Your browser has javascript turned off or blocked. This will lead to some parts of our website to not work properly or at all. Turn on javascript for best performance.

The browser you are using is not supported by this website. All versions of Internet Explorer are no longer supported, either by us or Microsoft (read more here:

Please use a modern browser to fully experience our website, such as the newest versions of Edge, Chrome, Firefox or Safari etc.

Billions to materials science for a sustainable world

Photo of one of NanoLund’s windows
“We get a giant boost! The funding will make it easier to attract younger, excellent researchers who fit in well with the faculty’s ambition for renewal and strengthening”, says Anders Mikkelsen, director of NanoLund.

The Knut and Alice Wallenberg Foundation is investing over SEK 3 billion in research that creates the conditions for a sustainable society. This will be done by developing new and improved materials and manufacturing processes, which, among other things, aim at better technology for the energy systems of the future and the control of pollution and toxic emissions. In addition, an increased investment in renewable materials of forest products is included. For Lund University, this means around SEK 500 million in the coming years.

The investment consists partly of the new research program Wallenberg Initiative Material Science for Sustainability to which the Foundation now allocates SEK 2.7 billion during the period 2022—2033 and partly of an additional SEK 380 million to the Wallenberg Wood Science Center for research of renewable materials of forest products within the program “New materials from trees for a sustainable future”.

“This is a fantastic addition that is directly in line with LTH’s research strategy. We have strong research groups in a number of the areas described in KAW’s investment, and it will be possible to make strategic new recruitments to develop new areas of strength. Lund University’s plans to establish research and education in the Science Village are strongly linked to materials science and will receive a significant boost through this investment, says Heiner Linke, deputy dean at LTH.

Easier to attract younger researchers

The Faculty of Science is also looking forward to the new giant investment. Just like at LTH, there are several research groups in materials science that will benefit. Anders Mikkelsen, professor of synchrotron light physics and director of NanoLund, believes that the investment of course also means a lot to MAX IV:

“We get a giant boost! The funding will make it easier to attract younger, excellent researchers who fit in well with the faculty’s ambition for renewal and strengthening.”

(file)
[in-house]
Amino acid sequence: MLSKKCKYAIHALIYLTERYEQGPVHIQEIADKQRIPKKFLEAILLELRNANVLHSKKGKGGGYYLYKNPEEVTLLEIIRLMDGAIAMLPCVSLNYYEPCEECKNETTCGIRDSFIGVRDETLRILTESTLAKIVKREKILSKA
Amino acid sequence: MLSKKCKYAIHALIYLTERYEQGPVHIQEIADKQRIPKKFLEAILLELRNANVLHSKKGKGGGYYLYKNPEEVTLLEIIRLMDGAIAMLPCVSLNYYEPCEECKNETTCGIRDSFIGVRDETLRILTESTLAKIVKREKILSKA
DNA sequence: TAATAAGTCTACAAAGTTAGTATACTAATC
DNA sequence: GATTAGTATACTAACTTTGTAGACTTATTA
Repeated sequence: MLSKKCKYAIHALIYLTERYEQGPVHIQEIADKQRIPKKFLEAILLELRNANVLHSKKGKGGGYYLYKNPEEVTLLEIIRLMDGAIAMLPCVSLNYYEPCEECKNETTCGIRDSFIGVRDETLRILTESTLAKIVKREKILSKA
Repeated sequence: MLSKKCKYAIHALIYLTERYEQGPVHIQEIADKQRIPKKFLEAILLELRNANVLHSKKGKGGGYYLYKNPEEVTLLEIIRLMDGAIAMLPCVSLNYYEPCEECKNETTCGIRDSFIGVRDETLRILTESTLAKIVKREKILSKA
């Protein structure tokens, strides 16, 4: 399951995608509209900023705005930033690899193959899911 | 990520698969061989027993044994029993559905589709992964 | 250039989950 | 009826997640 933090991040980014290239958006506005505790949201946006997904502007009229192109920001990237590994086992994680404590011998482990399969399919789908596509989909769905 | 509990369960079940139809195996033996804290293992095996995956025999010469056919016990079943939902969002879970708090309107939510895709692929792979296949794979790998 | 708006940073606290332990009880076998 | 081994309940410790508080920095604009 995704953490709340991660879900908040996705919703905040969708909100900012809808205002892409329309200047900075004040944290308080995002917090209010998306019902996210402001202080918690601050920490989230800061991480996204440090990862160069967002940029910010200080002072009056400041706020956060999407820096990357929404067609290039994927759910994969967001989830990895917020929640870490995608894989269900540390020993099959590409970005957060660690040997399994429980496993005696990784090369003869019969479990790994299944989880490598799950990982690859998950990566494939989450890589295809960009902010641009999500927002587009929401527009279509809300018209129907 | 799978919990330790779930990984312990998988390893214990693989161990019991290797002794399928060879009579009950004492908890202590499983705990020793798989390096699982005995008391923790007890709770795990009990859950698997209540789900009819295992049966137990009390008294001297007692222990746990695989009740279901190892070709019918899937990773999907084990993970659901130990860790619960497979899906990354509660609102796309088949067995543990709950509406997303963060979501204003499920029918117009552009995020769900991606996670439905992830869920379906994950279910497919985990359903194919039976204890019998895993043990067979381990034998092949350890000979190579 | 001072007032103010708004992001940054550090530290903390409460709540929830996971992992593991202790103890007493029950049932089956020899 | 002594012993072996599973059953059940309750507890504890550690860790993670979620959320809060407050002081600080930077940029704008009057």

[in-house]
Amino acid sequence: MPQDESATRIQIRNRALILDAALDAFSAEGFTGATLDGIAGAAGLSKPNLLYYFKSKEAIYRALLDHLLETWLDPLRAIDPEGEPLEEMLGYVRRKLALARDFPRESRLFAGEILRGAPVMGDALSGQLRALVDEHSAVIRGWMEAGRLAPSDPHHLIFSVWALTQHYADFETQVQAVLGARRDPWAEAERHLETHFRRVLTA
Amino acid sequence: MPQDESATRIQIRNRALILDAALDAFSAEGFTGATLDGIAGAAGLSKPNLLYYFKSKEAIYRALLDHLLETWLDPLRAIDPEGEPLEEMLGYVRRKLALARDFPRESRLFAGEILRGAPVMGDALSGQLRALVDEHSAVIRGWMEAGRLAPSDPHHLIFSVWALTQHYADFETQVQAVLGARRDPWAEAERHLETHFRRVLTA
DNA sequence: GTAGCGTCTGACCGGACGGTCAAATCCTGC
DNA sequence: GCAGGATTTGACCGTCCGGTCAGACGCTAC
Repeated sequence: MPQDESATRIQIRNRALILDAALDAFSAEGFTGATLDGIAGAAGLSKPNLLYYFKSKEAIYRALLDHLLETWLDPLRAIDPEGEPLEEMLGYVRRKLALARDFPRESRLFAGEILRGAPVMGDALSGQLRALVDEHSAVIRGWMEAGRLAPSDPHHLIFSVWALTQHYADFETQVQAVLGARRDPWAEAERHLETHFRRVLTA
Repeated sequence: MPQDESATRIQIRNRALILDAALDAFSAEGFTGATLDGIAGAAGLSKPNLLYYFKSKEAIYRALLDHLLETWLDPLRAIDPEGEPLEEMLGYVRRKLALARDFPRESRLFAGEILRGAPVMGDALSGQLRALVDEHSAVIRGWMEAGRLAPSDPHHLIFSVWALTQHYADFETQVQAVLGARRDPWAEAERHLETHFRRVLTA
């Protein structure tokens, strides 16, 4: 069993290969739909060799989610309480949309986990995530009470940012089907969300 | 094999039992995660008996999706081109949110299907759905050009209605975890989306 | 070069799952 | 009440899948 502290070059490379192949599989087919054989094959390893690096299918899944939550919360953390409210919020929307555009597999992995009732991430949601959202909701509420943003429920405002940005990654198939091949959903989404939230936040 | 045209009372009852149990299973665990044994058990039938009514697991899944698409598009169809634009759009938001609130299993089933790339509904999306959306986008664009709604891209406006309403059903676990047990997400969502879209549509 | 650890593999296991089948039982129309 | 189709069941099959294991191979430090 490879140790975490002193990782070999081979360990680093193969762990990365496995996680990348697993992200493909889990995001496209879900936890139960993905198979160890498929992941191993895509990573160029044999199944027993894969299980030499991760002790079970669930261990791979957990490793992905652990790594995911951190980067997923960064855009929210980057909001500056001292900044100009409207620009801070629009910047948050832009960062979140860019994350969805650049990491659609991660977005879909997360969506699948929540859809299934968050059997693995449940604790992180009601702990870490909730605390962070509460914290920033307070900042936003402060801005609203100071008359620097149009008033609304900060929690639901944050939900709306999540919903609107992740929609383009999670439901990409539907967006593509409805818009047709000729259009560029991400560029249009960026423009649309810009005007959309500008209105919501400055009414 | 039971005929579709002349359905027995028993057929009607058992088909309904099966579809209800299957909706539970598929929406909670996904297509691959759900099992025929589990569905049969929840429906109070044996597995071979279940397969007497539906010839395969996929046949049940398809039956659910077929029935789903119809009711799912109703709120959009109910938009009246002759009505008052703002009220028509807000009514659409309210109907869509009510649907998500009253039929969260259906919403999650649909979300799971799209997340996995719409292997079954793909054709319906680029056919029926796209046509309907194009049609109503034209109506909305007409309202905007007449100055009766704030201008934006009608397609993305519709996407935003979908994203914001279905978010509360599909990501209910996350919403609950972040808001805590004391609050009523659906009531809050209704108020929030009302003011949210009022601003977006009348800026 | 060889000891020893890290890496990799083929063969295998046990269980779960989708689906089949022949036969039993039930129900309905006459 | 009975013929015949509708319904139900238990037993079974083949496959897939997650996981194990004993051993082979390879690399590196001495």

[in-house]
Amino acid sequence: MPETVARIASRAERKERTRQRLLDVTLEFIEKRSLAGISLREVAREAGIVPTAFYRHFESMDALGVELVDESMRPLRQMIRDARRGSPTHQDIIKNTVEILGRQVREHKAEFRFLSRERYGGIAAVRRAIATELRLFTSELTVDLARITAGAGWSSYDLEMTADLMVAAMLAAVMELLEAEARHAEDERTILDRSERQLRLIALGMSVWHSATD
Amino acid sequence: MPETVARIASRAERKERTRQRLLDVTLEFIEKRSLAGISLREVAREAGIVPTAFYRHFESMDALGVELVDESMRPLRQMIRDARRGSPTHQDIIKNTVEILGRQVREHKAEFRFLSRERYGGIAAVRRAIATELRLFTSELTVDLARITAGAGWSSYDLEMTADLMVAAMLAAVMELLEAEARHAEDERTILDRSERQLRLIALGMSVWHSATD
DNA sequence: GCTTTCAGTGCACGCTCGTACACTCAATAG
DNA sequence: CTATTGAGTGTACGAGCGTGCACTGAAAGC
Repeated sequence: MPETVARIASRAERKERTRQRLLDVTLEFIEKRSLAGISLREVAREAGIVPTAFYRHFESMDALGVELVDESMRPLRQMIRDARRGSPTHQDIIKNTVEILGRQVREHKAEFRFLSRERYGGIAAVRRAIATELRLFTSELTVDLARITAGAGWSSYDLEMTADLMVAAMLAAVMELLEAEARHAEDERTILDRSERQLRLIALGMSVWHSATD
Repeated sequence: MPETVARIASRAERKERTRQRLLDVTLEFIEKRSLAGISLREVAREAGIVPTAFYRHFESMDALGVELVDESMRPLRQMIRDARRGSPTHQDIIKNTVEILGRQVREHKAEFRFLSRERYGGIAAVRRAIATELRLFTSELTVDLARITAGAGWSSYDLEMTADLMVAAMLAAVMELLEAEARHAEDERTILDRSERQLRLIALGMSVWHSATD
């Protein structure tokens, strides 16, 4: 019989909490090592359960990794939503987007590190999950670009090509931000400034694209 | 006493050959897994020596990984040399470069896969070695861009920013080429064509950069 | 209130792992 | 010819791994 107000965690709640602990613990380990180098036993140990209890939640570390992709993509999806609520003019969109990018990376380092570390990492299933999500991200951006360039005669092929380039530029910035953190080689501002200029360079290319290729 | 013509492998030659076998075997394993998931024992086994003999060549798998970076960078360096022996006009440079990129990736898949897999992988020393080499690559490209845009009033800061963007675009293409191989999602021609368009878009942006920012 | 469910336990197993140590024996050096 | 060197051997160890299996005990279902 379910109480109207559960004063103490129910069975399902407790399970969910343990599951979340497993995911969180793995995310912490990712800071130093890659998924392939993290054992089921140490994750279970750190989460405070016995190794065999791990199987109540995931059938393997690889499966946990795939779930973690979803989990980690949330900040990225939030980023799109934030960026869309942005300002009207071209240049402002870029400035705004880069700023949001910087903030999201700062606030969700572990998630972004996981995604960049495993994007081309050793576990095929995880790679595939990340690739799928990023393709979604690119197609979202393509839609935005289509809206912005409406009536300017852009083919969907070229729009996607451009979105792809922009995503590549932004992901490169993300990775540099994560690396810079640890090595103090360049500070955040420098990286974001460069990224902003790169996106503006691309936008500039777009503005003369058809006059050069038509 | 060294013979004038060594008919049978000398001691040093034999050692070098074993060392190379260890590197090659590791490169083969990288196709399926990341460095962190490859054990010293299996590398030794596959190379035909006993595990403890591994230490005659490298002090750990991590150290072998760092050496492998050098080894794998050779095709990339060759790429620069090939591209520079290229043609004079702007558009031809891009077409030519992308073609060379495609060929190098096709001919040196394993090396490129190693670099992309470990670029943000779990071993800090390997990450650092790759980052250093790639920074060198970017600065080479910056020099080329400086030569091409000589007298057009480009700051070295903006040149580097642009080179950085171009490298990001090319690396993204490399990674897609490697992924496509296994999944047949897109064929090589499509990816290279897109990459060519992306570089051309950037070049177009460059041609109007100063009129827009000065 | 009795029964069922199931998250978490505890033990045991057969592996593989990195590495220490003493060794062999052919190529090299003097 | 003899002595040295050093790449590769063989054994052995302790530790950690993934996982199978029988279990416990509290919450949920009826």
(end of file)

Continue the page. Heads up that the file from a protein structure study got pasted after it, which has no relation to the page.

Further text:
In addition, the infrastructure will be strengthened. Anders Mikkelsen mentions Nanolab Science Village where researchers can have better opportunities to create and shape materials that can then be studied in MAX IV. On the whole, the KAW investment means that Lund University can further sharpen its already sharp research in materials science.

“The KAW initiative has elements of research that directly help the climate and the environment, as well as the opportunity for basic research in completely new processes and materials that can revolutionize our society in the long run”, says Anders Mikkelsen.

Solar cells and fuel cells

Every year, 90 billion tons of raw material are extracted in the world, mainly metals, minerals, fossil fuels and biomass to create various materials. World production of materials accounts for about 25 percent of total greenhouse gas emissions, and the production of metals consumes about 8 percent of all energy produced.

The Wallenberg Initiative Material Science for Sustainability research program focuses on four areas: the conversion, storage and distribution of clean energy; to replace rare, energy-intensive and toxic materials with circular durable materials; to combat pollution, cleanse and protect the atmosphere, soil and watercourses; and to promote discoveries of entirely new materials for the sustainable technologies and applications of the future.

The areas of strong research at Lund University include materials for solar cells and fuel cells, energy-efficient electronics, ”green” production of, for example, bio-based materials and circular processes in industry and the construction sector.

MAX IV and Science Village

The funds will largely be distributed in various applications over the next 10 years, where Lund researchers can apply in competition with researchers from the other five host universities. Exactly how much this is about for Lund University’s is thus not clear.

“It is reasonable to believe that approximately 1/6 of the funds will end up in Lund, somewhere around SEK 400 million for new recruitments, doctoral students, postdocs and equipment, spread over 10 years. In addition, we expect an investment aimed at MAX IV. Given the large investments that Lund University is making at Science Village, and which directly support the investment's goals, we can possibly hope for an even larger share”, says Heiner Linke.

Participating universities are Lund University, Uppsala University, KTH, Chalmers University of Technology, Stockholm University and Linköping University, which is also the host university.

Read more at the Knut and Alice Foundation website